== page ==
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Is it illegal to post tutorials and articles on hacking related things? In particular in the UK.

For example would it be illegal under this law? http://www.legislation.gov.uk/ukpga/1990/18/section/3A

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Wow. If he we had a similar rule about child pornography, it would be illegal to operate a package delivery service. After all, you have to believe that "it is likely to be used to commit, or to assist in the commission of, an offence", and that's all this statute requires. –  David Schwartz Apr 4 '12 at 20:15

2 Answers 2

This is an area where you would be best consulting a lawyer for a definitive answer. We can expound on this topic to our hearts content (and I have chosen to do so below) but don't just believe us.

My reading of the Computer Misuse Act is that it does seem to prohibit writing about specific means that can be used to break into a specific computer system. In fact, it is almost certainly this provision which can be used to prosecute those who write malicious software (viruses, worms etc.). However, keep in mind that the Human Rights Act also protects your right to free speech. Which act takes precedent in a certain situation is something a lawyer can explain better than anyone on this site. I would suggest that a document detailing facts is more akin to distributing knowledge and therefore protected by free speech legislation (I'm happy to hear other suggestions).

A lawyer conversant with such things would be able to explain what is meant by "article" in this context. You obviously mean a document stating how to carry out certain procedures (i.e. how to do a port scan) whereas that provision of the act appears to me to be talking as much about programmes or data (for example tailored exploit code or a virus).

It would be analogous to being caught carrying a flick knife or lock picks. They have a specific use, and mostly used for committing crimes (though someone has told me before carrying lock picks is a grey area; IANAL). If you wrote an article "The steps you need to bypass company 's security measures and access their secret database MWAHAHAHA" then you are almost certainly breaking the law. However, an article which merely specified how nmap works in general wouldn't be an issue.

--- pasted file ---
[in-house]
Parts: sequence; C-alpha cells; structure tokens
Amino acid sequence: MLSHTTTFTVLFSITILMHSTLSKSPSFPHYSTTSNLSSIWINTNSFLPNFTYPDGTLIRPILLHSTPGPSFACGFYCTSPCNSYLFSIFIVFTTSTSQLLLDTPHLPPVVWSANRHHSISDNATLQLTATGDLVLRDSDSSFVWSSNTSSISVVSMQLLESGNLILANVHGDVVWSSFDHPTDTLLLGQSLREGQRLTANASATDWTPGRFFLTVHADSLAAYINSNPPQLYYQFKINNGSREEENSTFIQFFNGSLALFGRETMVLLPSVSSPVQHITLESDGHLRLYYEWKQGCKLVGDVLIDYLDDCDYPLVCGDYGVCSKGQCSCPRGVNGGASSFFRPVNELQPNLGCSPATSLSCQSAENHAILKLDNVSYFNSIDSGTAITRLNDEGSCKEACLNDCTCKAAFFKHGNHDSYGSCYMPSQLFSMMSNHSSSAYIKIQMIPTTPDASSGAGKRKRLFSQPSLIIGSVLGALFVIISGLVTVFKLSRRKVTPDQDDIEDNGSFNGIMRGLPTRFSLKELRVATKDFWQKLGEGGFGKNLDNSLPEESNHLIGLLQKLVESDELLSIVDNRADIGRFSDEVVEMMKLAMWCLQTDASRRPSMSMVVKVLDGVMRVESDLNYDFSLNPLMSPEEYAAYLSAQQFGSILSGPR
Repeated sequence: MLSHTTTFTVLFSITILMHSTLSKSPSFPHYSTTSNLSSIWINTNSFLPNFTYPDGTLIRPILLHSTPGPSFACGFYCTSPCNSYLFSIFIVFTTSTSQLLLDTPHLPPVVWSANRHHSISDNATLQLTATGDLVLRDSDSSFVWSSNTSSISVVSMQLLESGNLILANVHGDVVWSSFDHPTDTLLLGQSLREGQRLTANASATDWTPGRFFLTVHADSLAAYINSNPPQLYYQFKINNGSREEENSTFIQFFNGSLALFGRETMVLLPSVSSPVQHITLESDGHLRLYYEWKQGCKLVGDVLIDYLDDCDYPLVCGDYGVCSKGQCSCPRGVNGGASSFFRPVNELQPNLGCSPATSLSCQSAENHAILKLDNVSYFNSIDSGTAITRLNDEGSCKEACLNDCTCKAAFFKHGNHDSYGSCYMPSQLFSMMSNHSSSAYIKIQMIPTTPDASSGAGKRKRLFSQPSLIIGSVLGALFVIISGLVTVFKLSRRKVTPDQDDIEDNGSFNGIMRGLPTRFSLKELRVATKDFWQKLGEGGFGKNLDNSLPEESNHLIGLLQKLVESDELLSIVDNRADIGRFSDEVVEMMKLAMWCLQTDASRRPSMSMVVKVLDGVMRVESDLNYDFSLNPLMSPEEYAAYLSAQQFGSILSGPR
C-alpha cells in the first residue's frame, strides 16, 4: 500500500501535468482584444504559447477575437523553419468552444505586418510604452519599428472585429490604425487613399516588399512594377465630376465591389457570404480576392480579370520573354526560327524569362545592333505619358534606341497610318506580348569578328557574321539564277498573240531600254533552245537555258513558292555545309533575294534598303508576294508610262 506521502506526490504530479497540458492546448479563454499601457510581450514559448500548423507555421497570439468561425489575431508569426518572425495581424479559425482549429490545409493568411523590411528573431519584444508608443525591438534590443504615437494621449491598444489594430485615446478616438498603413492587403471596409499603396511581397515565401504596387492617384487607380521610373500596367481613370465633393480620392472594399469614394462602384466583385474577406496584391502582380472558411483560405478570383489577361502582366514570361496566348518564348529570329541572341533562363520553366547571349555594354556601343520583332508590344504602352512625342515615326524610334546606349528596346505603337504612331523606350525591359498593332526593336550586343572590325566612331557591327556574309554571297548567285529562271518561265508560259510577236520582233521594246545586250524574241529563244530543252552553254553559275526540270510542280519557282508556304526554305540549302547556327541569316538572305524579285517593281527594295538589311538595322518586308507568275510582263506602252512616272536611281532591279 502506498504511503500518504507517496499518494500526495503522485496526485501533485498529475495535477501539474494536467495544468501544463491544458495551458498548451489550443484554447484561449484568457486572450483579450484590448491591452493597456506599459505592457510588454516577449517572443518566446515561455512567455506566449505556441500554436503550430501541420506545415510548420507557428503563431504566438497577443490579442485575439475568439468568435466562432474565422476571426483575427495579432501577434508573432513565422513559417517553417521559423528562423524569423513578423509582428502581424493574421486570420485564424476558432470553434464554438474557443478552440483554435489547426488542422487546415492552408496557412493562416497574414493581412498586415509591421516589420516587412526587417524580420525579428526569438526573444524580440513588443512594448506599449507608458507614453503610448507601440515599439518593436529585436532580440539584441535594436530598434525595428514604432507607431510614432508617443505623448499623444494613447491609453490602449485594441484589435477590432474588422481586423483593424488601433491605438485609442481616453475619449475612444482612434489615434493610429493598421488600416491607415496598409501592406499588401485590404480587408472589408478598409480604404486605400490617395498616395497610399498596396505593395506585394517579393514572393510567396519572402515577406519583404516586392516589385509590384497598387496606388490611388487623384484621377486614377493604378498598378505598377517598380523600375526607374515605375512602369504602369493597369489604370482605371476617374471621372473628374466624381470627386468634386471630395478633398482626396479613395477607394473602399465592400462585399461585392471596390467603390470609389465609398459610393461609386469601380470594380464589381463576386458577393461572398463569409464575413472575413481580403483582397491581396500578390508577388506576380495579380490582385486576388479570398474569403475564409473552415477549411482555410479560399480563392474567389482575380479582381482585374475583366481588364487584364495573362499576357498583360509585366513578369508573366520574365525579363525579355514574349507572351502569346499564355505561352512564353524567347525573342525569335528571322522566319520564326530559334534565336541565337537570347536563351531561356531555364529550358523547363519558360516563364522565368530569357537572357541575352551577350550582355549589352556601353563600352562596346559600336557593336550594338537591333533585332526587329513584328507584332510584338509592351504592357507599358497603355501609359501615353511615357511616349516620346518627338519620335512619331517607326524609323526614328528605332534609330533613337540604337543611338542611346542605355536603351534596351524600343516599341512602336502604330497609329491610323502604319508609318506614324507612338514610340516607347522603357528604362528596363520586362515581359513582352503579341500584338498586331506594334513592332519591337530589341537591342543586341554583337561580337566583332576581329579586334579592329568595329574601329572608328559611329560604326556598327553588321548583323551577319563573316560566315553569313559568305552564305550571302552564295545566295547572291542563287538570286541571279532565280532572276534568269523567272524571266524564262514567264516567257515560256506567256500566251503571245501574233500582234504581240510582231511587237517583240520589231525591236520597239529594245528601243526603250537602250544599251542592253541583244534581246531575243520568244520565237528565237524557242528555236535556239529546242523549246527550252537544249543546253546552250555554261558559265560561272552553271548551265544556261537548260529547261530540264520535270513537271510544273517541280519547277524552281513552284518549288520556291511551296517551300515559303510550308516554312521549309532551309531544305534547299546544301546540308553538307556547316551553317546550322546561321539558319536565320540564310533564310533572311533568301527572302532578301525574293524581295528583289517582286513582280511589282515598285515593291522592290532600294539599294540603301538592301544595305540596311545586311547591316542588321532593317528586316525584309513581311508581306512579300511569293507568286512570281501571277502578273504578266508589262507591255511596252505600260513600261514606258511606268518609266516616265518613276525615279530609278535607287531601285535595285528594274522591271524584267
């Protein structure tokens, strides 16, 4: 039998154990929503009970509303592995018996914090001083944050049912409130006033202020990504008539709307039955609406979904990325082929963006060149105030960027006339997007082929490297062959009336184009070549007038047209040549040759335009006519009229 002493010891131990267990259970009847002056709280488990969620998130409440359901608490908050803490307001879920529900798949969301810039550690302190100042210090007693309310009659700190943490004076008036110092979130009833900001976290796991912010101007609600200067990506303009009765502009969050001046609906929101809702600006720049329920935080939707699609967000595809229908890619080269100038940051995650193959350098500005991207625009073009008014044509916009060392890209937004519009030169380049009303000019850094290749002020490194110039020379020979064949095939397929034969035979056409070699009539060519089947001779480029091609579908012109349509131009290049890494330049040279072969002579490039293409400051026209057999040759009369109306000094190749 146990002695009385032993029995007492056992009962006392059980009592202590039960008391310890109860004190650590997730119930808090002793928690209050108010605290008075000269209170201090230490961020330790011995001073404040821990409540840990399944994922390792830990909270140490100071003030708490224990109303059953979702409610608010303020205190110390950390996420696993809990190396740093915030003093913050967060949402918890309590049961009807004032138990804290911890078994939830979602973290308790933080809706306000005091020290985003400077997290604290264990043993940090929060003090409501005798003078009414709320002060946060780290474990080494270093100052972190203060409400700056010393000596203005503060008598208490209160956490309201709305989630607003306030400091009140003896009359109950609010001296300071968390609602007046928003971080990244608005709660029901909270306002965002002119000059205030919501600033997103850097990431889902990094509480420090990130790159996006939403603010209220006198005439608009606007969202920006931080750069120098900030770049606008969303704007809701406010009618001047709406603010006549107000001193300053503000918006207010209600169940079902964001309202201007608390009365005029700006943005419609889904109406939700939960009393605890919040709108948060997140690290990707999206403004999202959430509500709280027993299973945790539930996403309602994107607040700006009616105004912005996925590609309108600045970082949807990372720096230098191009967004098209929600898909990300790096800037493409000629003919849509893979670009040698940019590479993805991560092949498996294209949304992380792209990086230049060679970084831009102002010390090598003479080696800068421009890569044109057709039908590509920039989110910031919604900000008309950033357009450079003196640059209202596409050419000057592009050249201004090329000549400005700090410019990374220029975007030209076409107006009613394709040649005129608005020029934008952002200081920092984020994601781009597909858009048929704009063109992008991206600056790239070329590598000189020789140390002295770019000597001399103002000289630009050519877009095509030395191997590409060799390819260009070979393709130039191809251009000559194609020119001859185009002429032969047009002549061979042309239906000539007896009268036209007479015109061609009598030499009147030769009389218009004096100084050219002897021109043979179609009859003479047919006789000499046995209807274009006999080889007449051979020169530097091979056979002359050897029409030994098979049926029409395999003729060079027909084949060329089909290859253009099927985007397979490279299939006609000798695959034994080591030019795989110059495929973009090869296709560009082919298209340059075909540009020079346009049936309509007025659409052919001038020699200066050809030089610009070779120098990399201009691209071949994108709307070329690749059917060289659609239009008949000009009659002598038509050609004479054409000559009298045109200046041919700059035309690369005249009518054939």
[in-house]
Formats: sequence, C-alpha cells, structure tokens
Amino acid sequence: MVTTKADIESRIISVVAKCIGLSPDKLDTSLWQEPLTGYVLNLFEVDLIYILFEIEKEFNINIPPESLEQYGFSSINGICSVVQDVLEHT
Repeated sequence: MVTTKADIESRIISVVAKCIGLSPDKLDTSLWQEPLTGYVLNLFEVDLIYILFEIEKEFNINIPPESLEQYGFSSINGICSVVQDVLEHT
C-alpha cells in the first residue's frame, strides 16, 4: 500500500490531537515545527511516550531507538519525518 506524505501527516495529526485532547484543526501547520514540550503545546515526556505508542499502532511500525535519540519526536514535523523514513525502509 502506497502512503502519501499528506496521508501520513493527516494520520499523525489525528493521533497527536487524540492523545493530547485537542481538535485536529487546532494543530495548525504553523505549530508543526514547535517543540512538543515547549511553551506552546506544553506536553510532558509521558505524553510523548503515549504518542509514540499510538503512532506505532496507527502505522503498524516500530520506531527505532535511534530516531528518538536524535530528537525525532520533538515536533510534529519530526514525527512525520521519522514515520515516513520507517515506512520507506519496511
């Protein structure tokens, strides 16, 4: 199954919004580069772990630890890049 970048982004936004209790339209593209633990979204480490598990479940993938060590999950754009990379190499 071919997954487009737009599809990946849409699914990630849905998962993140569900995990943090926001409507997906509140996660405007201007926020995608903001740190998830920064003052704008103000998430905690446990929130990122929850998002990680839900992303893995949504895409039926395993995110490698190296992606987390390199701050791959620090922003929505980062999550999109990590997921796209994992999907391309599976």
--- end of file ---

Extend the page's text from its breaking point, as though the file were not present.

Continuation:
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In Canada and the USA, falsely yelling 'fire' in a crowded theatre is not covered under 'free speech' laws. Neither is 'hate speech'. I do not know the UK laws yet, but I would imagine that speech that is designed to intentionally cause real harm to another would not be protected. That could conceivably cover writing about hacking. But, every government is trying to figure this out. I expect many missteps for a while. –  schroeder Apr 4 '12 at 17:17
    
Yes it is similar in the UK. I was trying to convey that sort of difference in my answer. There's a big difference between saying "web servers are often vulnerable to SQL injection like blah" and "This site has a vulnerability that can be exploited with an SQL injection such as this and you can then steal all their credit card details". I hope that came across in my answer. –  webtoe Apr 5 '12 at 7:31
    
it did - I was enhancing your answer :) –  schroeder Apr 5 '12 at 14:28

This is a very good question. There are plenty of "Hacking" articles on the Internet as there is, however you can reword these articles to fit your needs.

Do you write articles now?

Based on that article, to be safe I wouldn't write articles that had to do specifically do with "hacking websites" or "government servers". This is when you would have to really promote the "security" side.

You can simply change the tone of you an article by explaining "this is what could happen" and "this is how to prevent it". So I believe you can write "hacking" tutorials, as long as you show a way to secure and/or fix what you are "hacking".

Please let me know if this helps!

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